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SAS/ACCESS Software for Relational Databases: Reference

Overview of Relational Database Management Systems

A relational DBMS organizes and accesses data according to relationships among data items. The relationships among data items are expressed by tables consisting of columns and rows. The order of the rows and columns is not significant. Each column can contain one type of data, and each row can hold one data value for each column. See A DBMS Table for a conceptual picture of a table.

In a relational DBMS, you use a high-level language to operate on the data managed by the DBMS. In many cases, that language is SQL. A DBMS enables you, or an application program such as the SAS System, to use SQL statements to read, modify, create, and protect the data it manages.


A database is a collection of objects that includes tables, views, stored procedures, triggers, and indexes. Each database contains several database system files and data files. Databases are usually created by a database administrator with the SQL command CREATE DATABASE. In most databases, you use the GRANT statement to give users privileges on database objects to users. You can create SAS/ACCESS descriptor files to access the data in the objects, or access the objects directly by using the SAS/ACCESS LIBNAME statement.


A table is a named object that consists of a specific number of columns and some number of rows. The rows have no inherent order, unlike observations in a SAS data set.

In many databases, tables are created with the SQL statement CREATE TABLE. This statement names the table and the columns and defines the data type of each column.

A DBMS Table illustrates four columns from the CUSTOMERS table and highlights a column and a row.

A DBMS Table


Table Privileges

In a database, when you create a table or other database object, you own it. The owner of the table can do the following, depending on his or her privileges:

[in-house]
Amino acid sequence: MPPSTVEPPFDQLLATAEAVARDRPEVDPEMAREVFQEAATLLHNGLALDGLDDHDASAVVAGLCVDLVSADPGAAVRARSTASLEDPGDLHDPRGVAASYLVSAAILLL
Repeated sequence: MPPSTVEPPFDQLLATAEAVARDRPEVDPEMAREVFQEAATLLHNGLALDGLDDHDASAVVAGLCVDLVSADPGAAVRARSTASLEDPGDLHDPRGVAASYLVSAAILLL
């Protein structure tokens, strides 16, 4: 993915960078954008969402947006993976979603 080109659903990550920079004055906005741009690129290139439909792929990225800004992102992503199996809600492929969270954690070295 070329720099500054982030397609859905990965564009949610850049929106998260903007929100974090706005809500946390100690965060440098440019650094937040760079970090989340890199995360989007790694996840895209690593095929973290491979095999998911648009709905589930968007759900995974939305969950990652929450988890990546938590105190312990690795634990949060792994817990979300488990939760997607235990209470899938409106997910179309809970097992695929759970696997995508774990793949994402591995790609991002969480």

If you want to use a table that you do not own, the table's owner must grant you privileges to the table.


A view is a named object that usually consists of an SQL SELECT statement that defines a group of data derived from one or more DBMS tables or views. The view itself contains no data. Views are usually created with the SQL statement CREATE VIEW, which names the view and includes an SQL SELECT statement that retrieves the data.

When you reference a view in an SQL statement, the DBMS accesses the table(s) or view(s) on which the view is based. Certain restrictions might apply when a view derives its data from multiple tables or other views. For example, updates, inserts, and deletes might not be allowed. For more information on view restrictions, refer to your DBMS documentation.

Note:   To access a view owned by another user, you must be granted privileges on the view and on its underlying tables and views. Having privileges on the table(s) from which a view derives its data does not automatically give you privileges on the view.  [cautionend]

Note:   If a table from which a view derives its data is dropped, the view itself is also dropped.  [cautionend]


An index is a database object that speeds data retrieval by directing the DBMS to the location in storage of a particular row for a given column. Indexes are usually created with the SQL statement CREATE INDEX, which assigns the index a name and identifies the table and column(s) on which the index is created. In many DBMSs, the CREATE INDEX statement enables you to specify the keyword UNIQUE to define a unique index on one or more columns. In some DBMSs, you can also use a CONSTRAINT clause with an ALTER TABLE statement to specify the keywords UNIQUE and USING INDEX, which define a unique index on one or more columns. Unique indexes prevent duplicate values in the column, or combination of columns, on which they are created. Some DBMSs allow you to create different types of indexes, such as sorted or hashed indexes. See your DBMS documentation for details.